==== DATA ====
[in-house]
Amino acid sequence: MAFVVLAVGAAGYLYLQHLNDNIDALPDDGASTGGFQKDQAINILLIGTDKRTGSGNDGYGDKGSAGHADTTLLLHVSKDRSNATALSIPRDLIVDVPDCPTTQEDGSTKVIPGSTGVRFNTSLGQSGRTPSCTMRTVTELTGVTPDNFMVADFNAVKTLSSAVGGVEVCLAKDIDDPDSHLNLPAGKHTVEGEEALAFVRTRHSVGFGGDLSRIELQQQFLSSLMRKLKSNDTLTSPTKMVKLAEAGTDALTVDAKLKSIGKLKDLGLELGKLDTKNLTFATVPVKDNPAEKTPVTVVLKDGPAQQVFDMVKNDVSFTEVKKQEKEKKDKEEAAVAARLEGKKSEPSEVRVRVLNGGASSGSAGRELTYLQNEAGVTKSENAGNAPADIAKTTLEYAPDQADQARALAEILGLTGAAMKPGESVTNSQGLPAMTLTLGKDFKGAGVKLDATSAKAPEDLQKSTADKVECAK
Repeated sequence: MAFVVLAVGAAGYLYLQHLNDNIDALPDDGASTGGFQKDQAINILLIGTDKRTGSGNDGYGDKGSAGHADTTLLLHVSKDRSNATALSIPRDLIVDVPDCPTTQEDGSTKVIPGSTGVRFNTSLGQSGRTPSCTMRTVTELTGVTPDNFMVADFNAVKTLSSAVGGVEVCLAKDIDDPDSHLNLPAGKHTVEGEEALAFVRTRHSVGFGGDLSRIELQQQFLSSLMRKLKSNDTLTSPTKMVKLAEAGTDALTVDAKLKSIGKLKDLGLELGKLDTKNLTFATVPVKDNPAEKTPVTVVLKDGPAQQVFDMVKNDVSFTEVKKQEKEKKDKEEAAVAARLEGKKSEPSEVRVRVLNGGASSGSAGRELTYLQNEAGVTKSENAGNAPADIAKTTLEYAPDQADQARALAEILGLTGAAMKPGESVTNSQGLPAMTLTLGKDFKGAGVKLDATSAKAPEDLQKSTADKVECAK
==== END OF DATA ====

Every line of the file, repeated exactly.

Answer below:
[in-house]
Amino acid sequence: MAFVVLAVGAAGYLYLQHLNDNIDALPDDGASTGGFQKDQAINILLIGTDKRTGSGNDGYGDKGSAGHADTTLLLHVSKDRSNATALSIPRDLIVDVPDCPTTQEDGSTKVIPGSTGVRFNTSLGQSGRTPSCTMRTVTELTGVTPDNFMVADFNAVKTLSSAVGGVEVCLAKDIDDPDSHLNLPAGKHTVEGEEALAFVRTRHSVGFGGDLSRIELQQQFLSSLMRKLKSNDTLTSPTKMVKLAEAGTDALTVDAKLKSIGKLKDLGLELGKLDTKNLTFATVPVKDNPAEKTPVTVVLKDGPAQQVFDMVKNDVSFTEVKKQEKEKKDKEEAAVAARLEGKKSEPSEVRVRVLNGGASSGSAGRELTYLQNEAGVTKSENAGNAPADIAKTTLEYAPDQADQARALAEILGLTGAAMKPGESVTNSQGLPAMTLTLGKDFKGAGVKLDATSAKAPEDLQKSTADKVECAK
Repeated sequence: MAFVVLAVGAAGYLYLQHLNDNIDALPDDGASTGGFQKDQAINILLIGTDKRTGSGNDGYGDKGSAGHADTTLLLHVSKDRSNATALSIPRDLIVDVPDCPTTQEDGSTKVIPGSTGVRFNTSLGQSGRTPSCTMRTVTELTGVTPDNFMVADFNAVKTLSSAVGGVEVCLAKDIDDPDSHLNLPAGKHTVEGEEALAFVRTRHSVGFGGDLSRIELQQQFLSSLMRKLKSNDTLTSPTKMVKLAEAGTDALTVDAKLKSIGKLKDLGLELGKLDTKNLTFATVPVKDNPAEKTPVTVVLKDGPAQQVFDMVKNDVSFTEVKKQEKEKKDKEEAAVAARLEGKKSEPSEVRVRVLNGGASSGSAGRELTYLQNEAGVTKSENAGNAPADIAKTTLEYAPDQADQARALAEILGLTGAAMKPGESVTNSQGLPAMTLTLGKDFKGAGVKLDATSAKAPEDLQKSTADKVECAK